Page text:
Photo courtesy of Hindustan Times

The 13th Amendment, created 35 years ago, has once again become a flashpoint after President Ranil Wickremesinghe declared its implementation. Anti-devolution forces have begun gnashing their teeth; those who went into hiding because of mass protests and violence over the economic crisis are using it to resurrect and project themselves as the phoenix rising from the ashes to save the Sinhalese again.

The same propaganda game is being played with the old spin that the country is about to be divided. Nothing could be further from the truth; the LTTE, which fought for a separate Tamil state, threw out the amendment and waged a bloody war against the Indian Peace Keeping Forces with the backing of President Ranasinghe Premadasa. How then can the 13th Amendment, much maligned and objected to by the LTTE, lead to the breakup of the country? If this point of contention were to be deliberated by the South, unnecessary fears can be avoided.  

In the South, many need to try to realize the truth. LTTE leader Velupillai Prabhakaran was the only one who was adamant on the objective of Eelam. If Prabhakaran had accepted the 13th Amendment and gone along with India, the island’s history would have been on a different trajectory. If Prabhakaran had accepted a federal solution at the Oslo talks and gone along with the peace process, he need not have met his Waterloo in Mullivaikkal.

Given this background, there is no point in debating how the 13th Amendment was introduced in Sri Lanka. The hard truth is that the 13th Amendment remains in the constitution 35 years on despite efforts to usher in a civilizational constitution in the recent past. It is unconstitutional to state that the provisions of the constitution are unenforceable. If this were to be true, one could surmise that the country has governed unconstitutionally for the past 35 years.

Until 1970, no Tamil leader dreamt of looking overseas for a political remedy. Since then, the Tamils had to move towards India due to the South ignoring even minimal legitimate political demands of the Tamil moderates. All doors for negotiations were shut by both the UNP government and the SLFP government that alternately ruled Sri Lanka. The Tamils will inevitably move towards India again if Colombo closes the door.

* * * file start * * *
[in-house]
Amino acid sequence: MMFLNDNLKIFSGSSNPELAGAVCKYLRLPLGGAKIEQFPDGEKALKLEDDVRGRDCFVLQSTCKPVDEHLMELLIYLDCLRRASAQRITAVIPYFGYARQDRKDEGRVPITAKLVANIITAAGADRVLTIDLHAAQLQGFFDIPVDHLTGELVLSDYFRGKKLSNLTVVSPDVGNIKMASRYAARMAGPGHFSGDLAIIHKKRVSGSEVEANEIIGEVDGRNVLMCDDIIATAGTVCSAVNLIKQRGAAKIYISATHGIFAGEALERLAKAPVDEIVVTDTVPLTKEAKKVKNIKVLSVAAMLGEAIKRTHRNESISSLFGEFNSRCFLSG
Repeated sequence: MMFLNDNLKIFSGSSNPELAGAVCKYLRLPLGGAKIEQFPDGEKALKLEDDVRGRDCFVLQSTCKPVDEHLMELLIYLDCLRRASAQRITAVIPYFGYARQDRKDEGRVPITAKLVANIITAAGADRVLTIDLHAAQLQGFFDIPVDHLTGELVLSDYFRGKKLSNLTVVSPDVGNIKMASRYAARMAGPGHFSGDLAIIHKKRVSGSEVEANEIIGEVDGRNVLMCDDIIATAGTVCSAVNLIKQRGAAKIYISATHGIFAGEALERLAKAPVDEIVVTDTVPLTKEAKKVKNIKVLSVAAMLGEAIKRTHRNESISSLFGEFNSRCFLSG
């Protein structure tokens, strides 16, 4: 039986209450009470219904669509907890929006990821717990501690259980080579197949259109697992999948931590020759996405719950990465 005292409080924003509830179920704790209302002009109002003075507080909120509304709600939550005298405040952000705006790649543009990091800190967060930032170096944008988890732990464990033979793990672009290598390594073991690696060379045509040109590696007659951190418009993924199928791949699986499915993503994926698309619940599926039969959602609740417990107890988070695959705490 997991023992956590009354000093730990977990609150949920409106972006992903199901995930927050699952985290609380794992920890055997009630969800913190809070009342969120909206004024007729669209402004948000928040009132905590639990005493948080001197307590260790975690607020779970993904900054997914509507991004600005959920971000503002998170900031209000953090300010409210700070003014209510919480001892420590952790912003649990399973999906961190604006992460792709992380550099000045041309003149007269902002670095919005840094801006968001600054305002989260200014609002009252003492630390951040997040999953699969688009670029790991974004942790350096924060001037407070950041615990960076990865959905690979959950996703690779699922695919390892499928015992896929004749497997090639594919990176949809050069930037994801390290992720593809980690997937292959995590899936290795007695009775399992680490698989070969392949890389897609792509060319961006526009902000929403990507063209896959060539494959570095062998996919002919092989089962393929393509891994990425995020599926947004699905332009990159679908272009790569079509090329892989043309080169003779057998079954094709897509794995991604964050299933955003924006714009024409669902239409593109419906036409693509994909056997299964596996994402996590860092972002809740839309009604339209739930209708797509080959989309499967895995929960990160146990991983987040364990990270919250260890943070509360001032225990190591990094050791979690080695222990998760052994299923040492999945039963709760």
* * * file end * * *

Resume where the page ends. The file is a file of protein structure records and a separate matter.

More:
The South’s view that India imposed the 13th Amendment on Sri Lanka can be challenged. India would not have insisted on a political solution if the Sinhala polity had resolved the Tamil national question within Sri Lanka. Recently, six major Tamil parties wrote a letter to the prime minister of India to intervene in the implementation of the 13th Amendment. It would not have been necessary for the Tamil parties to seek the intervention of the Indian prime minister if Colombo had shown progress in implementing the 13th Amendment.

It was against this backdrop that India’s intervention took place. Apart from this, India’s involvement in Sri Lanka is geopolitically inevitable. As an immediate neighbour and regional power, India cannot remain silent while the country burns. The Sri Lankan Tamils have cultural affinities with the 80 million Tamils in Tamil Nadu. On this basis, India had to intervene in the Sri Lankan political issue directly.

Looking at it another way, the objective of the India-Lanka accord still needs to be fulfilled. One of the main objectives of the accord was to conceive a political solution for the Tamil people who have historically inhabited the North. Such a solution is yet to be perfected. Against this backdrop, India is responsible for pushing for the completion of a bilateral agreement. Tamil political parties fighting for the rights of the Tamils have urged India’s mediatory involvement.